Greater Manchester Fire and Rescue Service
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GREATER Manchester Fire and Rescue Service (GMFRS) has welcomed a report from the Royal Society for Public Health (RSPH) calling on the wider workforce to support efforts to improve the nation’s health.
Rethinking the Public Health Workforce identifies workers from across the public and private sectors that could contribute to keeping people safe and well in their communities.
The report also identifies a number of occupations who have already begun to support public health work including fire and rescue services across the country.
As well as carrying out 67,000 Home Safety Checks a year GMFRS has been working with North West Ambulance Service (NWAS) and Greater Manchester Police (GMP) to form a new team called Community Risk Intervention.
The team has been responding to cardiac arrests, concerns for welfare, installing falls reduction equipment and helping people to reduce risk in their homes.
The project has the potential to save the public purse over £3.2million every year by giving people increased independence and reducing demand on other services.
GMFRS is also looking at ways in which it can enhance Home Safety Checks to try and help people stay safe from health risks as well as fires.
Fire and health are closely linked and by improving peoples health and well-being, signposting them to the services they need and intervening when they can staff at GMFRS will improve the quality of life for everyone it serves.
Fires often affects people with complex dependencies and GMFRS works closely with health and social care services to reduce fatal fires.
The Service has made partnerships with NHS trusts across Greater Manchester and holds mutual training sessions between health professionals and community safety staff.
Elsewhere, GMFRS has been working with health agencies and the third sector to help improve the plight of people with dementia.
In Wigan GMFRS has worked with the Good Deeds Trust to issue devices known as Guardian Angels to people with dementia.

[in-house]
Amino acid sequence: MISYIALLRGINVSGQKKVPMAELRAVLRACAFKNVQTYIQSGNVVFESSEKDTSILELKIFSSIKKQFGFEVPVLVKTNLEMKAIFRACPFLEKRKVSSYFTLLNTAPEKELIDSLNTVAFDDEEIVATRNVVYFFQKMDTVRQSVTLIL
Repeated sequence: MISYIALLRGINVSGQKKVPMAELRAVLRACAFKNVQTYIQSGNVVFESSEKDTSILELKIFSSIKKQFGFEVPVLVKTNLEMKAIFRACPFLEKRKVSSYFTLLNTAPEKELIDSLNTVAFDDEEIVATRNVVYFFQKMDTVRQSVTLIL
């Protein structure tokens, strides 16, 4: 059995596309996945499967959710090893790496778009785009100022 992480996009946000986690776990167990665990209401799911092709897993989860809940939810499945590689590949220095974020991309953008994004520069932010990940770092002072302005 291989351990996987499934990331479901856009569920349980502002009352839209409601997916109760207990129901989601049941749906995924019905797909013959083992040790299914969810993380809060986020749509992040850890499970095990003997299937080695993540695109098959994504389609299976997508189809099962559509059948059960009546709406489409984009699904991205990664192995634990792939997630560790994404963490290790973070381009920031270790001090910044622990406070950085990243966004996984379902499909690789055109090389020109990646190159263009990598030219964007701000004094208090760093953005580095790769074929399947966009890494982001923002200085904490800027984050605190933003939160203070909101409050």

Anyone wearing a device that becomes lost or confused can have the back scanned by a phone which will display the person’s first name and emergency contact number, the telephone number can then be clicked and the emergency contact called to get them home safely.
GMFRS has also signed up to a memorandum of understanding, which sets out the priorities for Greater Manchester Combined Authority as it gets to grips with control of the city region’s £6billion health and social care budget.
The agreement focuses on prevention and early intervention – the same approach which GMFRS has used to cut fires by 40 per cent in Greater Manchester over the last decade.
Peter O’Reilly, County Fire Officer and Chief Executive of GMFRS, said: “GMFRS is already playing its part in improving public health in the city region.
“Our staff, including firefighters, have been working in our communities to identify those who might be vulnerable or at risk and where we can’t remove or reduce the risk we pass this information onto other professionals like social workers, who are better placed to help.
“We are completing falls assessments where we identify people as being frail or at risk of falling. We are also fitting handrails to prevent falling.
“We are proud to help and will be expanding our role in this area significantly in the coming weeks and months.
“I would encourage everyone to contact us directly if they think we can help. Is a neighbour or relative living in a home that is obviously cold?
“Does it take them a long time to get out of a chair or walk a short distance, or are they living alone without regular contact from anyone?
“We don’t need specialist training to help these people – we just need information to connect with them. If it was my family, that’s what I would want.”
To find out more about how GMFRS can help you and your community visit www.manchesterfire.gov.uk or call 0800 555 815.